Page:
An unintended ecological benefit from human intervention: the enhancement of carbon storage in seagrass meadows.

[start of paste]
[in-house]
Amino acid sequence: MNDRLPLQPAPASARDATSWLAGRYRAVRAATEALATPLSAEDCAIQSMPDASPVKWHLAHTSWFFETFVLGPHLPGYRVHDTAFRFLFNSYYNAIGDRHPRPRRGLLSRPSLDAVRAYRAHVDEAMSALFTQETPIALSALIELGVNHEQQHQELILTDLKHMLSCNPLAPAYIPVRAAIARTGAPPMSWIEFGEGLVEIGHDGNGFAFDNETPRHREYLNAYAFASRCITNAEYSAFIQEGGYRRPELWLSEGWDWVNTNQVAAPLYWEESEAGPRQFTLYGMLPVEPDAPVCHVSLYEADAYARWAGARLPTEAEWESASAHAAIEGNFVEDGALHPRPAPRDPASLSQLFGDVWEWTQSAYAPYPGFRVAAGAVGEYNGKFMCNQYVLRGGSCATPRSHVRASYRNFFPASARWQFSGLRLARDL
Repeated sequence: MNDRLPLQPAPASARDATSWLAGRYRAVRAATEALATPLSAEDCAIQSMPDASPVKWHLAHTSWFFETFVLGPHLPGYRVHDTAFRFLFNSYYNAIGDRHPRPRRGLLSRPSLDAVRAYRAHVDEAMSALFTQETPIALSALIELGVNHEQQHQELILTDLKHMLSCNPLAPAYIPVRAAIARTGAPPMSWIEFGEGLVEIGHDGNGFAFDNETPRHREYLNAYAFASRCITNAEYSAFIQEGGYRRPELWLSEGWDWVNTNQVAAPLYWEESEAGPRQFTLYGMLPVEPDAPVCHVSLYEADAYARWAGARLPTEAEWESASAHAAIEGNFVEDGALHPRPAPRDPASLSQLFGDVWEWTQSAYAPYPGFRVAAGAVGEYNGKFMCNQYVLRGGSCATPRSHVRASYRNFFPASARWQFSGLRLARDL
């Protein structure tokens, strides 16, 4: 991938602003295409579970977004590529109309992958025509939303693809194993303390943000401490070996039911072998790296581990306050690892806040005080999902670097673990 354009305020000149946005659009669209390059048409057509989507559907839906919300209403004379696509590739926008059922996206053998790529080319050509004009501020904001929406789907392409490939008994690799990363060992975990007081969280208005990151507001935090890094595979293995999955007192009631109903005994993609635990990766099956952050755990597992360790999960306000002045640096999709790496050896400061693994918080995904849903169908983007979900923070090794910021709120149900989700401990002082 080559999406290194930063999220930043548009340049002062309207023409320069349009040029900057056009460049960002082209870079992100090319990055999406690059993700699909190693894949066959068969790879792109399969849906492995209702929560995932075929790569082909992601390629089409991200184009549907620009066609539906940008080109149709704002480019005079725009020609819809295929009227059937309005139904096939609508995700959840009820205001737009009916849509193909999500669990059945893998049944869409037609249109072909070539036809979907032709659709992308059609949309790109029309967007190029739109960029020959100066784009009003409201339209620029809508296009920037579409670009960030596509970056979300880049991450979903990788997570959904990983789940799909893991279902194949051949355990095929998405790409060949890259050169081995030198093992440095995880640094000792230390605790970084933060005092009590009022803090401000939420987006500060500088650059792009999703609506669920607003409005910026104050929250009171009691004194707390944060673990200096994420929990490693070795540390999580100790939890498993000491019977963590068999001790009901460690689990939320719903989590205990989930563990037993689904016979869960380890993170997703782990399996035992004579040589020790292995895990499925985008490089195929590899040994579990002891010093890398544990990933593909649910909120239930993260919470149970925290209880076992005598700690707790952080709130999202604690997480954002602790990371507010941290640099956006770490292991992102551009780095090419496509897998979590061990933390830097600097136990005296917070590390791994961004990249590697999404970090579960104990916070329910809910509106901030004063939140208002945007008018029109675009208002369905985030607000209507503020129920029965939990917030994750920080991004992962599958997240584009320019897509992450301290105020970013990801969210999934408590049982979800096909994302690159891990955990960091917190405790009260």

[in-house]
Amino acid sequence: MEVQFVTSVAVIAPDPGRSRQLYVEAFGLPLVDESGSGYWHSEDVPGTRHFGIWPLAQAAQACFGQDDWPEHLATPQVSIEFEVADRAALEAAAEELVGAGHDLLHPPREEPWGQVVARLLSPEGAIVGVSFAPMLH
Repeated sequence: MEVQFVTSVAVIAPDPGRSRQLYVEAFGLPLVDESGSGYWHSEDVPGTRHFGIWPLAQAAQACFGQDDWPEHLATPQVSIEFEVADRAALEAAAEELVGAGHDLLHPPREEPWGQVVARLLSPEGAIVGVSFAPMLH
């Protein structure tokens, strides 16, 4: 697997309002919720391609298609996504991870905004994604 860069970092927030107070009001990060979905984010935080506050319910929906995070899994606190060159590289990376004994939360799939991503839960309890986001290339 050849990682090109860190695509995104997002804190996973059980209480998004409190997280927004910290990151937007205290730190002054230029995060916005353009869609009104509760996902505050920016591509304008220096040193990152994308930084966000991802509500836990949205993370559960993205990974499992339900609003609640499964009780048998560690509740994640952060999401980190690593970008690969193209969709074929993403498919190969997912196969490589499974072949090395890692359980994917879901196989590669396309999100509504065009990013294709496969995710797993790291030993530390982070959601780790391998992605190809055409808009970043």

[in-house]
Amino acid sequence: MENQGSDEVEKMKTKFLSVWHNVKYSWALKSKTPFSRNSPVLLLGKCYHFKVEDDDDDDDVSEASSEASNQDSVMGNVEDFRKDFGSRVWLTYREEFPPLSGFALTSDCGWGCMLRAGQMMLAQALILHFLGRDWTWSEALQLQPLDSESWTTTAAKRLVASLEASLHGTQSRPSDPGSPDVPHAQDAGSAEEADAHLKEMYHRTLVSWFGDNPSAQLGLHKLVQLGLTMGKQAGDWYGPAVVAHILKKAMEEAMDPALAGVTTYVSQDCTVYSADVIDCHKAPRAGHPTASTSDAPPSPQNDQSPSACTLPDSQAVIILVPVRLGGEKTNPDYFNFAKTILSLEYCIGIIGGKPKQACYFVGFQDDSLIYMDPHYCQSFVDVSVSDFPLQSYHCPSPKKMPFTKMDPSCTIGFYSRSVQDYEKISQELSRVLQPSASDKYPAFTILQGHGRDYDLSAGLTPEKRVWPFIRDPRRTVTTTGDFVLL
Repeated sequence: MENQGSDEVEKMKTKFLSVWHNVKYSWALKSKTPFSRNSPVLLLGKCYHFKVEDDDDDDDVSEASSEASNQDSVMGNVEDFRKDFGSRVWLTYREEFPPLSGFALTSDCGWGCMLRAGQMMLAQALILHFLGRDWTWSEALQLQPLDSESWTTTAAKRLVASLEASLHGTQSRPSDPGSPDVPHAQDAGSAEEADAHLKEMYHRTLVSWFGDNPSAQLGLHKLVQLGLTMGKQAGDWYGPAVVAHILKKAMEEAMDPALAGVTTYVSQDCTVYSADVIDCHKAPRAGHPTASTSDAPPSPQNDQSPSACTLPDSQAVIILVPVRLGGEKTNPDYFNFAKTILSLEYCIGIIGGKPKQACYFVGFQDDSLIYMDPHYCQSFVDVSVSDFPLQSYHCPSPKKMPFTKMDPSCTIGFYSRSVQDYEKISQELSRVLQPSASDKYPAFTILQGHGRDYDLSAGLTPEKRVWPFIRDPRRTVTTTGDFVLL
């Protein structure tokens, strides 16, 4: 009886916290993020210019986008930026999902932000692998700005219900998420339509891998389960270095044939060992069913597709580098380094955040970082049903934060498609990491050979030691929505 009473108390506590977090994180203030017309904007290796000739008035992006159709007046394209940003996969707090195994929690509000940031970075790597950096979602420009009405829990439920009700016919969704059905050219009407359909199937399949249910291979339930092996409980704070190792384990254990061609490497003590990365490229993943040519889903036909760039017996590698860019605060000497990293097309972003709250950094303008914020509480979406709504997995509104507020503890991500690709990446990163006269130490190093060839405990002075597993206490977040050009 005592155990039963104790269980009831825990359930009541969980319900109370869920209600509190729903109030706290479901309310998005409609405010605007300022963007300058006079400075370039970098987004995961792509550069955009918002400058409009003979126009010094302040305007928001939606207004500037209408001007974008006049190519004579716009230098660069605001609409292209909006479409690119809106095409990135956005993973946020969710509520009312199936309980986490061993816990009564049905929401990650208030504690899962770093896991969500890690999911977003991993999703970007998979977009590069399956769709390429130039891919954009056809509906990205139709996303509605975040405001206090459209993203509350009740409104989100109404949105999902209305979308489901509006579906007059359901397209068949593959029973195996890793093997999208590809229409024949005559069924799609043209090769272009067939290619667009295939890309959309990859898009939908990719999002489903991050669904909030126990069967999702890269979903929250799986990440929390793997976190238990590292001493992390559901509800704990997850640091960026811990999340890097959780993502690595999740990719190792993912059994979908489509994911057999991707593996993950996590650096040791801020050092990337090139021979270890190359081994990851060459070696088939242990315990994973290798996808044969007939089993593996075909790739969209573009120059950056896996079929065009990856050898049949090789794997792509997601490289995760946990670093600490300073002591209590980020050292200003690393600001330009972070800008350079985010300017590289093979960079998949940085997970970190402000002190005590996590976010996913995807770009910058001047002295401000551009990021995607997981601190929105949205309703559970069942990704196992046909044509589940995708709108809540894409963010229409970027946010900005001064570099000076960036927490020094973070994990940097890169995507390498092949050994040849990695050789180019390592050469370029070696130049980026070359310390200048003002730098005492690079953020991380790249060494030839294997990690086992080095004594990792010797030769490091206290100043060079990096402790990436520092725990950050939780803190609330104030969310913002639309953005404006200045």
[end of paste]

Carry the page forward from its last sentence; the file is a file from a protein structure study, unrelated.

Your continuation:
Human interventions have had unintended consequences for the diverse functions of various ecosystems. Hydrological interventions have the potential to alter vegetated habitats in coastal nearshore ecosystems, but little is known about the impacts on organic carbon (Corg) sequestration, which plays an important role in climate change mitigation. We examined the effects of past human interventions through artificial inlet opening in a lagoonal seagrass meadow. The sediment profiles of geological and biogeochemical characteristics were measured to obtain the historical changes in the lagoon environment and Corg accumulation rates. Isotopic and elemental signatures and diatom assemblages showed that the interventions increased the duration of seawater exchanges and the extent of the seagrass meadow. Corg accumulation rates increased more than 1.9-fold after the intervention, resulting in additional Corg storage in the seagrass meadow during last 64 years. Synthesis and applications. Artificial opening of tidal inlet can potentially provide unintended ecological benefits, such as increased carbon sequestration in seagrass meadows. Hydrological interventions could be undertaken intentionally as a potential active intervention to sequester carbon, as well as control flood risk and provide other benefits to people in estuarine systems. Our results illustrate that physical factors such as improving salinity conditions and mineral particle supply have an impact on the feasibility of hydrological interventions for enhancing carbon sequestration. We propose that biogeochemical-physical coupled approach will help stakeholders to evaluate the ecological and social risks and synergies of implementing hydrological interventions.